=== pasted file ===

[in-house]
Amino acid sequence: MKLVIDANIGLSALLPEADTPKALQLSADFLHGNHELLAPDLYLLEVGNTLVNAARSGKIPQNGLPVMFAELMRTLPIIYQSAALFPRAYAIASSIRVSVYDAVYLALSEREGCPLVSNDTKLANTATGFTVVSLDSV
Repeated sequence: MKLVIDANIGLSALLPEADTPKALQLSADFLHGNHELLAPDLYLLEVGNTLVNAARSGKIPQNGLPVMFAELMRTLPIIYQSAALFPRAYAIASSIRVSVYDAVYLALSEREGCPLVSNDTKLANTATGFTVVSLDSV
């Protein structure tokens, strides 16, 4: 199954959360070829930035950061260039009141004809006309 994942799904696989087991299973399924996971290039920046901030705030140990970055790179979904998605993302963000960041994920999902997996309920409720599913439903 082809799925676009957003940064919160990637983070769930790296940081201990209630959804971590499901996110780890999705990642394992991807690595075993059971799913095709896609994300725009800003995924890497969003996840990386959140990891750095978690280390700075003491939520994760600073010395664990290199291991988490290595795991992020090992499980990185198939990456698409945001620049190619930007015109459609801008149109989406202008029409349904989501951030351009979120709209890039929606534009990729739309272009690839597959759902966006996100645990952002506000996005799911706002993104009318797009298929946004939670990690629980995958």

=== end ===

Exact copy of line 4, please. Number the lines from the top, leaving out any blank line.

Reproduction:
């Protein structure tokens, strides 16, 4: 199954959360070829930035950061260039009141004809006309 994942799904696989087991299973399924996971290039920046901030705030140990970055790179979904998605993302963000960041994920999902997996309920409720599913439903 082809799925676009957003940064919160990637983070769930790296940081201990209630959804971590499901996110780890999705990642394992991807690595075993059971799913095709896609994300725009800003995924890497969003996840990386959140990891750095978690280390700075003491939520994760600073010395664990290199291991988490290595795991992020090992499980990185198939990456698409945001620049190619930007015109459609801008149109989406202008029409349904989501951030351009979120709209890039929606534009990729739309272009690839597959759902966006996100645990952002506000996005799911706002993104009318797009298929946004939670990690629980995958």